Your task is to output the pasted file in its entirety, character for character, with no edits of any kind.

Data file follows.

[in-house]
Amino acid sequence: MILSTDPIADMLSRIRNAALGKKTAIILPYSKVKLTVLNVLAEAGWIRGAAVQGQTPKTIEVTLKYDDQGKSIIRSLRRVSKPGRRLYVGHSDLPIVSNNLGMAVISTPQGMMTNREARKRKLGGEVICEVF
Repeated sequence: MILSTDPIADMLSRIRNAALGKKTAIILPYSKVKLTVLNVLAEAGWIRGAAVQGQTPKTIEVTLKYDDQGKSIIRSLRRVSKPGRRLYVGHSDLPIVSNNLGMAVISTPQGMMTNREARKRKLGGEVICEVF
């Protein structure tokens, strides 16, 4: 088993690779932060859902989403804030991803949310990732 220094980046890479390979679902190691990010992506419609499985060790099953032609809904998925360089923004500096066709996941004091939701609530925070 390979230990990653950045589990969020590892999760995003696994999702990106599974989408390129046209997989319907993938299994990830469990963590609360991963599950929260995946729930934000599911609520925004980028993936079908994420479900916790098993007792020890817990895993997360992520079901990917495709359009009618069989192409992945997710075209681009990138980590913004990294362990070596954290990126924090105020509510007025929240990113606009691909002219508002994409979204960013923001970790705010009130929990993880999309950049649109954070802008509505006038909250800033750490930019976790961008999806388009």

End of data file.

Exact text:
[in-house]
Amino acid sequence: MILSTDPIADMLSRIRNAALGKKTAIILPYSKVKLTVLNVLAEAGWIRGAAVQGQTPKTIEVTLKYDDQGKSIIRSLRRVSKPGRRLYVGHSDLPIVSNNLGMAVISTPQGMMTNREARKRKLGGEVICEVF
Repeated sequence: MILSTDPIADMLSRIRNAALGKKTAIILPYSKVKLTVLNVLAEAGWIRGAAVQGQTPKTIEVTLKYDDQGKSIIRSLRRVSKPGRRLYVGHSDLPIVSNNLGMAVISTPQGMMTNREARKRKLGGEVICEVF
């Protein structure tokens, strides 16, 4: 088993690779932060859902989403804030991803949310990732 220094980046890479390979679902190691990010992506419609499985060790099953032609809904998925360089923004500096066709996941004091939701609530925070 390979230990990653950045589990969020590892999760995003696994999702990106599974989408390129046209997989319907993938299994990830469990963590609360991963599950929260995946729930934000599911609520925004980028993936079908994420479900916790098993007792020890817990895993997360992520079901990917495709359009009618069989192409992945997710075209681009990138980590913004990294362990070596954290990126924090105020509510007025929240990113606009691909002219508002994409979204960013923001970790705010009130929990993880999309950049649109954070802008509505006038909250800033750490930019976790961008999806388009």